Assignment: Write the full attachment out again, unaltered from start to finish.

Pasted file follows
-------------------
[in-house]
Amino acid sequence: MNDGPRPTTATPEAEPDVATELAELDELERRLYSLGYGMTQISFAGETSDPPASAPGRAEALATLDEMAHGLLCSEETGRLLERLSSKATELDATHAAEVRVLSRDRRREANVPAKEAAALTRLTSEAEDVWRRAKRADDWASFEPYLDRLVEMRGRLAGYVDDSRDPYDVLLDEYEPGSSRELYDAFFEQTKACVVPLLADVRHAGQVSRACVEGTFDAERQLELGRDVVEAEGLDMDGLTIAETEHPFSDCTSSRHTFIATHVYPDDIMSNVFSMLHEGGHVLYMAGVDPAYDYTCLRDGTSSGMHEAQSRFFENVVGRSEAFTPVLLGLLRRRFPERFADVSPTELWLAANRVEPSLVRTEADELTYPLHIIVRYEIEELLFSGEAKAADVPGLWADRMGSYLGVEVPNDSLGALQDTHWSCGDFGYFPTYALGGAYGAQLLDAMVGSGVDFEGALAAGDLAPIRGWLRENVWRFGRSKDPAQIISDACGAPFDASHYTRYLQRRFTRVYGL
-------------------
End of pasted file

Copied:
[in-house]
Amino acid sequence: MNDGPRPTTATPEAEPDVATELAELDELERRLYSLGYGMTQISFAGETSDPPASAPGRAEALATLDEMAHGLLCSEETGRLLERLSSKATELDATHAAEVRVLSRDRRREANVPAKEAAALTRLTSEAEDVWRRAKRADDWASFEPYLDRLVEMRGRLAGYVDDSRDPYDVLLDEYEPGSSRELYDAFFEQTKACVVPLLADVRHAGQVSRACVEGTFDAERQLELGRDVVEAEGLDMDGLTIAETEHPFSDCTSSRHTFIATHVYPDDIMSNVFSMLHEGGHVLYMAGVDPAYDYTCLRDGTSSGMHEAQSRFFENVVGRSEAFTPVLLGLLRRRFPERFADVSPTELWLAANRVEPSLVRTEADELTYPLHIIVRYEIEELLFSGEAKAADVPGLWADRMGSYLGVEVPNDSLGALQDTHWSCGDFGYFPTYALGGAYGAQLLDAMVGSGVDFEGALAAGDLAPIRGWLRENVWRFGRSKDPAQIISDACGAPFDASHYTRYLQRRFTRVYGL